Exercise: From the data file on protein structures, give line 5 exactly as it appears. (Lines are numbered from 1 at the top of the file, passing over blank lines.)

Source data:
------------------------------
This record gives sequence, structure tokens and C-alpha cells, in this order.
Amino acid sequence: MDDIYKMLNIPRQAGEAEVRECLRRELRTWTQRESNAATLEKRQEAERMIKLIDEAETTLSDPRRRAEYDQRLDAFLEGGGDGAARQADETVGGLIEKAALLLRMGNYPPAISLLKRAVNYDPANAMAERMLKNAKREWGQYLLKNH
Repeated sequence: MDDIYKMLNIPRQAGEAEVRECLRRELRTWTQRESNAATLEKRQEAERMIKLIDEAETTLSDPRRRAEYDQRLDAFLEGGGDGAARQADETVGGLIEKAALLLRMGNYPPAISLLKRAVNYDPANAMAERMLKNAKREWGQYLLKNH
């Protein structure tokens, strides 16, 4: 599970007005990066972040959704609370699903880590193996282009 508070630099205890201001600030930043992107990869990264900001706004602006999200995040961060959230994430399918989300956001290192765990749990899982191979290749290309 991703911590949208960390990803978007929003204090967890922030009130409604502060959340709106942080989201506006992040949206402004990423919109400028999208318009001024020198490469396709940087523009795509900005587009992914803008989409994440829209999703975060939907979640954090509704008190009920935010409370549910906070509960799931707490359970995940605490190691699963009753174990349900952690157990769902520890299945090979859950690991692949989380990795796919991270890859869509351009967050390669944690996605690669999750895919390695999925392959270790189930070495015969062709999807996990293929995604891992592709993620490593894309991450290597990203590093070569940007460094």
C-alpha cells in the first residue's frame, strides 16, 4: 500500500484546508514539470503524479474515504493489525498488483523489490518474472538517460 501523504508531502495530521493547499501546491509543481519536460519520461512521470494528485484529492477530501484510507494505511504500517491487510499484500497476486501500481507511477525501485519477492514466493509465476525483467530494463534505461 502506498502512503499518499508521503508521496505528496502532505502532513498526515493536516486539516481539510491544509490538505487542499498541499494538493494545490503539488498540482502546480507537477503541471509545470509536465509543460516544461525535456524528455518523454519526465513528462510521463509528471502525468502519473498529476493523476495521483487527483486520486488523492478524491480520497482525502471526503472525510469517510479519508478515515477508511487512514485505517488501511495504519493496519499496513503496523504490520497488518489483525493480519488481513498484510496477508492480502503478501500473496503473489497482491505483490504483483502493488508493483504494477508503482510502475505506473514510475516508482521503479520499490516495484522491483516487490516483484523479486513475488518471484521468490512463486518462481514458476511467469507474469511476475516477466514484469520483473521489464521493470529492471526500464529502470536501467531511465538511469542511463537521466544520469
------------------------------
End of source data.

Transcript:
C-alpha cells in the first residue's frame, strides 16, 4: 500500500484546508514539470503524479474515504493489525498488483523489490518474472538517460 501523504508531502495530521493547499501546491509543481519536460519520461512521470494528485484529492477530501484510507494505511504500517491487510499484500497476486501500481507511477525501485519477492514466493509465476525483467530494463534505461 502506498502512503499518499508521503508521496505528496502532505502532513498526515493536516486539516481539510491544509490538505487542499498541499494538493494545490503539488498540482502546480507537477503541471509545470509536465509543460516544461525535456524528455518523454519526465513528462510521463509528471502525468502519473498529476493523476495521483487527483486520486488523492478524491480520497482525502471526503472525510469517510479519508478515515477508511487512514485505517488501511495504519493496519499496513503496523504490520497488518489483525493480519488481513498484510496477508492480502503478501500473496503473489497482491505483490504483483502493488508493483504494477508503482510502475505506473514510475516508482521503479520499490516495484522491483516487490516483484523479486513475488518471484521468490512463486518462481514458476511467469507474469511476475516477466514484469520483473521489464521493470529492471526500464529502470536501467531511465538511469542511463537521466544520469